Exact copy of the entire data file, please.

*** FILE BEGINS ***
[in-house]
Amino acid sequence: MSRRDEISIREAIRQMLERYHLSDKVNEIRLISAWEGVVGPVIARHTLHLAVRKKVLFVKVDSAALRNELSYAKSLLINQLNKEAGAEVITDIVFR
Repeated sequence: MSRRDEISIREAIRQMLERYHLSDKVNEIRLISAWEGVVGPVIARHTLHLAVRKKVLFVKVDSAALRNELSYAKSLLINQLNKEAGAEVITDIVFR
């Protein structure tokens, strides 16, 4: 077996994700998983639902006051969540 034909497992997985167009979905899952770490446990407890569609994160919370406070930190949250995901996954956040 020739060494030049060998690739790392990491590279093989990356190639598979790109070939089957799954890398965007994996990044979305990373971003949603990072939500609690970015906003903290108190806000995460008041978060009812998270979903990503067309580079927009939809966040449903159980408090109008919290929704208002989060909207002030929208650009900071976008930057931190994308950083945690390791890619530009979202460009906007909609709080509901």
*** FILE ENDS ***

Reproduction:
[in-house]
Amino acid sequence: MSRRDEISIREAIRQMLERYHLSDKVNEIRLISAWEGVVGPVIARHTLHLAVRKKVLFVKVDSAALRNELSYAKSLLINQLNKEAGAEVITDIVFR
Repeated sequence: MSRRDEISIREAIRQMLERYHLSDKVNEIRLISAWEGVVGPVIARHTLHLAVRKKVLFVKVDSAALRNELSYAKSLLINQLNKEAGAEVITDIVFR
């Protein structure tokens, strides 16, 4: 077996994700998983639902006051969540 034909497992997985167009979905899952770490446990407890569609994160919370406070930190949250995901996954956040 020739060494030049060998690739790392990491590279093989990356190639598979790109070939089957799954890398965007994996990044979305990373971003949603990072939500609690970015906003903290108190806000995460008041978060009812998270979903990503067309580079927009939809966040449903159980408090109008919290929704208002989060909207002030929208650009900071976008930057931190994308950083945690390791890619530009979202460009906007909609709080509901």